telephone numbers

In the telephone’s earliest days, there were no telephone numbers.  A caller asked the operator for another subscriber by name, and prompt call routing depended on the operator's remembering who was where on the switchboard. (Perhaps verbal dialing will be a convenient option once again when computers can interpret common speech.)

In 1879 a measles epidemic led Moses Parker, a physician in Lowell, Massachusetts, to suggest that each subscriber be given a number, so that the system would not be paralyzed if all four of the town’s operators fell ill.

As the number of subscribers grew it was necessary for a city to have more than one exchange. Callers then asked for the exchange plus the number. In smaller towns a 3 or 4 digit number might still be sufficient.

photograph of a rotatry dial phone In 1921 dialing began to replace operators. The original dial was a spring-loaded disc with ten fingerholes numbered from 1 to 0. By placing a finger in one of the holes, the disc could be rotated to a stop. When the finger was removed, the dial returned to its original position, making a pulse each time a number was passed.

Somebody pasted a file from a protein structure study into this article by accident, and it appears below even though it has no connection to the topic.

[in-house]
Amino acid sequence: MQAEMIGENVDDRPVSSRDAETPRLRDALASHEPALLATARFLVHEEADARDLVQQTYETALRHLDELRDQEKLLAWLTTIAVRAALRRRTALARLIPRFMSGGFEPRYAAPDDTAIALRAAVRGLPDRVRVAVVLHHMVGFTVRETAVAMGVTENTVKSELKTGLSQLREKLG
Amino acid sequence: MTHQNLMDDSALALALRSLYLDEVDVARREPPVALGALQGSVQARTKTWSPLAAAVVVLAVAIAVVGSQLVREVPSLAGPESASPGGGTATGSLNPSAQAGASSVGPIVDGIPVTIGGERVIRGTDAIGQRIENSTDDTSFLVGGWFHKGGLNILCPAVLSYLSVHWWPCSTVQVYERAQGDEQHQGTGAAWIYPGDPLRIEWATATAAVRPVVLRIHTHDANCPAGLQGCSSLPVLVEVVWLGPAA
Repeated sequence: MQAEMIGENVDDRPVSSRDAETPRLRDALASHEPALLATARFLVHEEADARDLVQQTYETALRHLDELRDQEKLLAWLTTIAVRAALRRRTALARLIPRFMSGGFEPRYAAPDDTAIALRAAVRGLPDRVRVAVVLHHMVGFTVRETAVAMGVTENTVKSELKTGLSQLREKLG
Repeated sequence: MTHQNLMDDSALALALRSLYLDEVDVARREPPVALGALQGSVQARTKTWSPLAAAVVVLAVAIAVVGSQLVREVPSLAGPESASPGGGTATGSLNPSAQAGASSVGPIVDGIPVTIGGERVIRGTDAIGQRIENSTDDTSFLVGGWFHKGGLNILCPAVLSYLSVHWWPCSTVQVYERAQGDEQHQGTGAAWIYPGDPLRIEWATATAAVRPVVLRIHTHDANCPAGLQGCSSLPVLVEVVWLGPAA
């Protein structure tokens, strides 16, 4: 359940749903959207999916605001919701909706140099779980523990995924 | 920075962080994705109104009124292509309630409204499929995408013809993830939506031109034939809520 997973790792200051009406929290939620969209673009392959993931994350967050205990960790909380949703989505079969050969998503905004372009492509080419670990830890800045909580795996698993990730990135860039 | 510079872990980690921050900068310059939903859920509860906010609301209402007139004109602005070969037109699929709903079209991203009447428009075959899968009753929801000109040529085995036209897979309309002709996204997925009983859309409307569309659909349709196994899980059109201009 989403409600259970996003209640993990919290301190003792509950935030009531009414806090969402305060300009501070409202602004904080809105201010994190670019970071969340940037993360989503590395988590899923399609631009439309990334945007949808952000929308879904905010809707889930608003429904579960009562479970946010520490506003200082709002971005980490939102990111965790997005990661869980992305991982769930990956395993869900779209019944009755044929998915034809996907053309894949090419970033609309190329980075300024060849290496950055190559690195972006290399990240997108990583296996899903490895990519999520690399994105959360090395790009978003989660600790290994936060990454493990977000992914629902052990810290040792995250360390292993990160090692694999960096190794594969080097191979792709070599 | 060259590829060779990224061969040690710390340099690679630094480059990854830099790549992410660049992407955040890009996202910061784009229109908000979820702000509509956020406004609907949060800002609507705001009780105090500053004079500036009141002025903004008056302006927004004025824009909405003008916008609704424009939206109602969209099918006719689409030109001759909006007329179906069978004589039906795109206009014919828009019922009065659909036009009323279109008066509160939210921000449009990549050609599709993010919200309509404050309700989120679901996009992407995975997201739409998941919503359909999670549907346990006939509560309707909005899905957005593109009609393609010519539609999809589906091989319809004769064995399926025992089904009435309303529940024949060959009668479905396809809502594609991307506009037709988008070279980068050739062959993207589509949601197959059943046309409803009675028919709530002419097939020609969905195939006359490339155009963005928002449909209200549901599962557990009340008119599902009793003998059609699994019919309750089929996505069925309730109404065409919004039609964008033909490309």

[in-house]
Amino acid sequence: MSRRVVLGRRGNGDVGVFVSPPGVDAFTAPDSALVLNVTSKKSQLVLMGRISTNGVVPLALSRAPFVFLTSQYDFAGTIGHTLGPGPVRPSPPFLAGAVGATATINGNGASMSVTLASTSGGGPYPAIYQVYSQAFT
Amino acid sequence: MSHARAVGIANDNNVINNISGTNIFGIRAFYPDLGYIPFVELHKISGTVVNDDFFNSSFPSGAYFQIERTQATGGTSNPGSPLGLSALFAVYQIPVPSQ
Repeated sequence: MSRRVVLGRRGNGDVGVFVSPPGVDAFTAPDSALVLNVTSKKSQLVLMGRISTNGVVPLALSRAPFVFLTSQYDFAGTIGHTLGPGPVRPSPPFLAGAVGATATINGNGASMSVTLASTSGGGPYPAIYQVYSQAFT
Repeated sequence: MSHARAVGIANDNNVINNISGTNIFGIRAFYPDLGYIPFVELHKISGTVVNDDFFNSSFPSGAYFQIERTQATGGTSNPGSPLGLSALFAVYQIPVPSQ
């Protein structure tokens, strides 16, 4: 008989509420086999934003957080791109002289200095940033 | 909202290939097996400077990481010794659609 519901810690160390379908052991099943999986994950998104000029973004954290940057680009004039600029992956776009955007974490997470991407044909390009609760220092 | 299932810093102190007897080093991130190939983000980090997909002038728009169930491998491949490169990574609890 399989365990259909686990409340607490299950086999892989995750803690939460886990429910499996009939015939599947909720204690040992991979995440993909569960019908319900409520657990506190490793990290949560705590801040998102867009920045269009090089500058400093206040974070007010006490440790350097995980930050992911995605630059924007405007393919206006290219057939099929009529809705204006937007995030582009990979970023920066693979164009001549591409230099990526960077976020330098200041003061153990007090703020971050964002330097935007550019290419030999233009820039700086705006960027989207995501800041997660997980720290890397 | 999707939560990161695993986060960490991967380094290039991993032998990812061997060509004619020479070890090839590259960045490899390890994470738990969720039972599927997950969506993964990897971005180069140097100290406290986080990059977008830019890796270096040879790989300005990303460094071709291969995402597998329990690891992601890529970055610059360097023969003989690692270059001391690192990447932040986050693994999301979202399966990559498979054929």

In order to transmit the names of exchanges, each of the eight holes from 2 to 9 also represented 3 letters of the alphabet. (In 1917  a two-letter code had been established for the names of the exchanges.)  Q was omitted and eventually Z as well. The first group, “ABC” was put with the numeral 2 instead of 1 because a single pulse could be accidentally created by lifting the receiver. Thus, no numbers could begin with 1.

Seven-digit numbers–adding an extra digit between the 2-letter prefix for the exchange and the 4-digit number–originated in New York City in the early 1930s and became standard after World War II. In 1961, exchange name dialing began to be phased out in favor of an all-number system, a change completed in 1978.

Area codes

table of United States, Canada and Caribbean area codes

Direct dialing of long distance calls, which began in 1951 in the United States and in 1958 in Canada, required an additional string of numbers, which were named “area codes.” The first digit could only be 2 through 9. The second digit was 0 or 1, and the third 0 through 9, except that all numbers with a 1 in both the second and third positions were reserved for special uses (e.g. “411” for information, “911” for emergencies), as were numbers with a 0 in both those positions (e.g., “800” for toll-free calls, “900”). This left 144 possible area codes, which seemed ample until the fax machine and cellular phone arrived.

To create new codes, it was decided to allow the second position to be occupied by any numbers from 2 through 9, in addition to the 0 and 1 already used, creating 640 possible area codes.

In the United States, international direct distance dialing began in March 1970.

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